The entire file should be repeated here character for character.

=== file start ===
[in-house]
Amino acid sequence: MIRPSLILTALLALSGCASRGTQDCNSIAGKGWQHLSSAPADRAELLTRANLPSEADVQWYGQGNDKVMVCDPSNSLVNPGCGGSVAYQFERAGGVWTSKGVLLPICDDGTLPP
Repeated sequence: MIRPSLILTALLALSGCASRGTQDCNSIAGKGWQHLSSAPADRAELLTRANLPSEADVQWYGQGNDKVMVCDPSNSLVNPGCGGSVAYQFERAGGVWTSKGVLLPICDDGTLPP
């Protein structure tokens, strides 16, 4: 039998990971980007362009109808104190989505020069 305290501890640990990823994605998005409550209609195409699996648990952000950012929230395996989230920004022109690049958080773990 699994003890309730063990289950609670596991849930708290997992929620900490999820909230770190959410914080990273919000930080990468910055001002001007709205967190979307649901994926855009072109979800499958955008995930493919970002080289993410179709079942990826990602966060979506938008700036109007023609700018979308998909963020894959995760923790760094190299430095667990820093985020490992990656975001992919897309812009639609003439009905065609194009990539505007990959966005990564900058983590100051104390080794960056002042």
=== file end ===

[in-house]
Amino acid sequence: MIRPSLILTALLALSGCASRGTQDCNSIAGKGWQHLSSAPADRAELLTRANLPSEADVQWYGQGNDKVMVCDPSNSLVNPGCGGSVAYQFERAGGVWTSKGVLLPICDDGTLPP
Repeated sequence: MIRPSLILTALLALSGCASRGTQDCNSIAGKGWQHLSSAPADRAELLTRANLPSEADVQWYGQGNDKVMVCDPSNSLVNPGCGGSVAYQFERAGGVWTSKGVLLPICDDGTLPP
């Protein structure tokens, strides 16, 4: 039998990971980007362009109808104190989505020069 305290501890640990990823994605998005409550209609195409699996648990952000950012929230395996989230920004022109690049958080773990 699994003890309730063990289950609670596991849930708290997992929620900490999820909230770190959410914080990273919000930080990468910055001002001007709205967190979307649901994926855009072109979800499958955008995930493919970002080289993410179709079942990826990602966060979506938008700036109007023609700018979308998909963020894959995760923790760094190299430095667990820093985020490992990656975001992919897309812009639609003439009905065609194009990539505007990959966005990564900058983590100051104390080794960056002042």